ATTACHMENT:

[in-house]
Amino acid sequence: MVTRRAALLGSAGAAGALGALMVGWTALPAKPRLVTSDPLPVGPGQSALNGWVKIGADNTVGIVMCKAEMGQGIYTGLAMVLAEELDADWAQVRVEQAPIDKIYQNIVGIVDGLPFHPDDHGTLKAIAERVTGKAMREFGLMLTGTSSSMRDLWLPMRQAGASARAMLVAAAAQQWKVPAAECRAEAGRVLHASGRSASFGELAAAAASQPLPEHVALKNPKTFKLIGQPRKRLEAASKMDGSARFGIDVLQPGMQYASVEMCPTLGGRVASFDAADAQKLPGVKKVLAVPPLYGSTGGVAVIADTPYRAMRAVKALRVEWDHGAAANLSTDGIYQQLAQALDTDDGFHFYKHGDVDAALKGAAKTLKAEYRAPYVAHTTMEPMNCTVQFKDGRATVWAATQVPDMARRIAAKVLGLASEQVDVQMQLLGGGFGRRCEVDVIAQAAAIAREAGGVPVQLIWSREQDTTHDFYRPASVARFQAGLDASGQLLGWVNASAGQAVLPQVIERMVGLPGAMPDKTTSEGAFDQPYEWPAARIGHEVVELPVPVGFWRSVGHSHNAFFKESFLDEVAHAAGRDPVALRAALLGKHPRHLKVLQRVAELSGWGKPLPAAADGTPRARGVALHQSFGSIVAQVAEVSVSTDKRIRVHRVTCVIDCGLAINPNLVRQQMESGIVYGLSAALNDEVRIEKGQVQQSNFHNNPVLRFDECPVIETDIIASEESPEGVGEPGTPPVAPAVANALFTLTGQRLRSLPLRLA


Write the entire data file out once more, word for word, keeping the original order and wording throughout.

[in-house]
Amino acid sequence: MVTRRAALLGSAGAAGALGALMVGWTALPAKPRLVTSDPLPVGPGQSALNGWVKIGADNTVGIVMCKAEMGQGIYTGLAMVLAEELDADWAQVRVEQAPIDKIYQNIVGIVDGLPFHPDDHGTLKAIAERVTGKAMREFGLMLTGTSSSMRDLWLPMRQAGASARAMLVAAAAQQWKVPAAECRAEAGRVLHASGRSASFGELAAAAASQPLPEHVALKNPKTFKLIGQPRKRLEAASKMDGSARFGIDVLQPGMQYASVEMCPTLGGRVASFDAADAQKLPGVKKVLAVPPLYGSTGGVAVIADTPYRAMRAVKALRVEWDHGAAANLSTDGIYQQLAQALDTDDGFHFYKHGDVDAALKGAAKTLKAEYRAPYVAHTTMEPMNCTVQFKDGRATVWAATQVPDMARRIAAKVLGLASEQVDVQMQLLGGGFGRRCEVDVIAQAAAIAREAGGVPVQLIWSREQDTTHDFYRPASVARFQAGLDASGQLLGWVNASAGQAVLPQVIERMVGLPGAMPDKTTSEGAFDQPYEWPAARIGHEVVELPVPVGFWRSVGHSHNAFFKESFLDEVAHAAGRDPVALRAALLGKHPRHLKVLQRVAELSGWGKPLPAAADGTPRARGVALHQSFGSIVAQVAEVSVSTDKRIRVHRVTCVIDCGLAINPNLVRQQMESGIVYGLSAALNDEVRIEKGQVQQSNFHNNPVLRFDECPVIETDIIASEESPEGVGEPGTPPVAPAVANALFTLTGQRLRSLPLRLA